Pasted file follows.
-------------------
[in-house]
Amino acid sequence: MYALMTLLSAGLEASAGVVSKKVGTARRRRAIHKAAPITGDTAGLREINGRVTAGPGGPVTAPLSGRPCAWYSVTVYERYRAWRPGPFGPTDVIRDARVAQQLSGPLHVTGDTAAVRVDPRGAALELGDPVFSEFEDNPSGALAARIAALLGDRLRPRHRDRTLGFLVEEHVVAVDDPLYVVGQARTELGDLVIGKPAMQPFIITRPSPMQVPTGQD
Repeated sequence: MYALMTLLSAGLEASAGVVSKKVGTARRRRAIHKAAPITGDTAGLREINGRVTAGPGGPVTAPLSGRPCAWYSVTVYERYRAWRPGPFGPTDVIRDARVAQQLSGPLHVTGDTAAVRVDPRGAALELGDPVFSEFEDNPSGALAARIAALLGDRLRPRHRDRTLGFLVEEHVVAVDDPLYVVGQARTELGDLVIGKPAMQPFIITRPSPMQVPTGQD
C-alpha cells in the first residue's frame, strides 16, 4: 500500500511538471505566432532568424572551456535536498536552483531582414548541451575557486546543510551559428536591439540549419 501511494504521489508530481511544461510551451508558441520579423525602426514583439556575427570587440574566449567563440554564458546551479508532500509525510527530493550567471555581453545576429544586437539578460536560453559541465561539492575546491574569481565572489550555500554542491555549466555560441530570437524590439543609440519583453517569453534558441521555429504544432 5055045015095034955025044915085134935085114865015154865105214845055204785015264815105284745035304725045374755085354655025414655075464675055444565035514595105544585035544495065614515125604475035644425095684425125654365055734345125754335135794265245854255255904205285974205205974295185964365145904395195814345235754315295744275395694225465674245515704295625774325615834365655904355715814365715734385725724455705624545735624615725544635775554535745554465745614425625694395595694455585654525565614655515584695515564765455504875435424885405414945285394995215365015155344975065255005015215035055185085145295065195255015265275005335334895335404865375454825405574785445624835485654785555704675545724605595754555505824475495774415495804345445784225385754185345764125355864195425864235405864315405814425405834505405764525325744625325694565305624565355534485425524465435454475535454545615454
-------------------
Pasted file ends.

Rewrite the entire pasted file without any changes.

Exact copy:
[in-house]
Amino acid sequence: MYALMTLLSAGLEASAGVVSKKVGTARRRRAIHKAAPITGDTAGLREINGRVTAGPGGPVTAPLSGRPCAWYSVTVYERYRAWRPGPFGPTDVIRDARVAQQLSGPLHVTGDTAAVRVDPRGAALELGDPVFSEFEDNPSGALAARIAALLGDRLRPRHRDRTLGFLVEEHVVAVDDPLYVVGQARTELGDLVIGKPAMQPFIITRPSPMQVPTGQD
Repeated sequence: MYALMTLLSAGLEASAGVVSKKVGTARRRRAIHKAAPITGDTAGLREINGRVTAGPGGPVTAPLSGRPCAWYSVTVYERYRAWRPGPFGPTDVIRDARVAQQLSGPLHVTGDTAAVRVDPRGAALELGDPVFSEFEDNPSGALAARIAALLGDRLRPRHRDRTLGFLVEEHVVAVDDPLYVVGQARTELGDLVIGKPAMQPFIITRPSPMQVPTGQD
C-alpha cells in the first residue's frame, strides 16, 4: 500500500511538471505566432532568424572551456535536498536552483531582414548541451575557486546543510551559428536591439540549419 501511494504521489508530481511544461510551451508558441520579423525602426514583439556575427570587440574566449567563440554564458546551479508532500509525510527530493550567471555581453545576429544586437539578460536560453559541465561539492575546491574569481565572489550555500554542491555549466555560441530570437524590439543609440519583453517569453534558441521555429504544432 5055045015095034955025044915085134935085114865015154865105214845055204785015264815105284745035304725045374755085354655025414655075464675055444565035514595105544585035544495065614515125604475035644425095684425125654365055734345125754335135794265245854255255904205285974205205974295185964365145904395195814345235754315295744275395694225465674245515704295625774325615834365655904355715814365715734385725724455705624545735624615725544635775554535745554465745614425625694395595694455585654525565614655515584695515564765455504875435424885405414945285394995215365015155344975065255005015215035055185085145295065195255015265275005335334895335404865375454825405574785445624835485654785555704675545724605595754555505824475495774415495804345445784225385754185345764125355864195425864235405864315405814425405834505405764525325744625325694565305624565355534485425524465435454475535454545615454